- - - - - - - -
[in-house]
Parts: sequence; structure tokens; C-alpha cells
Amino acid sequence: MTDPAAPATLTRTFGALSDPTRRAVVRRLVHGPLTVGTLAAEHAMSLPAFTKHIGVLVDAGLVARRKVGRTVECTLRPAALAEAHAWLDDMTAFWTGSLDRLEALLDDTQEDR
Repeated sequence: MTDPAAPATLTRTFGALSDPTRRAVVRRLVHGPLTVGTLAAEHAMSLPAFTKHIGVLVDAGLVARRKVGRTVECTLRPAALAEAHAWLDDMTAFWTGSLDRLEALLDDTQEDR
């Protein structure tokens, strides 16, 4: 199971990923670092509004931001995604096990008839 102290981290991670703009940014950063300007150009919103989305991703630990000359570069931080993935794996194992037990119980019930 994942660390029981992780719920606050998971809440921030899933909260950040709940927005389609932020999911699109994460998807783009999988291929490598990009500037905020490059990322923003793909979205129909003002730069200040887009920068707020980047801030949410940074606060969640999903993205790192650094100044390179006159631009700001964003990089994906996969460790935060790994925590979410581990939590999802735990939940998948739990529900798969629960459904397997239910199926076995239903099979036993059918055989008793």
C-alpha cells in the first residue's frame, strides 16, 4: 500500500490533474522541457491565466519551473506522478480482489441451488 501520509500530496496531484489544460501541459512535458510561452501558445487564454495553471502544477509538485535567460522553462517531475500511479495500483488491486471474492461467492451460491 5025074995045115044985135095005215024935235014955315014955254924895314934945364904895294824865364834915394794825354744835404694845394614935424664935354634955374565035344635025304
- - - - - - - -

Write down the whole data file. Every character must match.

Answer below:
[in-house]
Parts: sequence; structure tokens; C-alpha cells
Amino acid sequence: MTDPAAPATLTRTFGALSDPTRRAVVRRLVHGPLTVGTLAAEHAMSLPAFTKHIGVLVDAGLVARRKVGRTVECTLRPAALAEAHAWLDDMTAFWTGSLDRLEALLDDTQEDR
Repeated sequence: MTDPAAPATLTRTFGALSDPTRRAVVRRLVHGPLTVGTLAAEHAMSLPAFTKHIGVLVDAGLVARRKVGRTVECTLRPAALAEAHAWLDDMTAFWTGSLDRLEALLDDTQEDR
């Protein structure tokens, strides 16, 4: 199971990923670092509004931001995604096990008839 102290981290991670703009940014950063300007150009919103989305991703630990000359570069931080993935794996194992037990119980019930 994942660390029981992780719920606050998971809440921030899933909260950040709940927005389609932020999911699109994460998807783009999988291929490598990009500037905020490059990322923003793909979205129909003002730069200040887009920068707020980047801030949410940074606060969640999903993205790192650094100044390179006159631009700001964003990089994906996969460790935060790994925590979410581990939590999802735990939940998948739990529900798969629960459904397997239910199926076995239903099979036993059918055989008793």
C-alpha cells in the first residue's frame, strides 16, 4: 500500500490533474522541457491565466519551473506522478480482489441451488 501520509500530496496531484489544460501541459512535458510561452501558445487564454495553471502544477509538485535567460522553462517531475500511479495500483488491486471474492461467492451460491 5025074995045115044985135095005215024935235014955315014955254924895314934945364904895294824865364834915394794825354744835404694845394614935424664935354634955374565035344635025304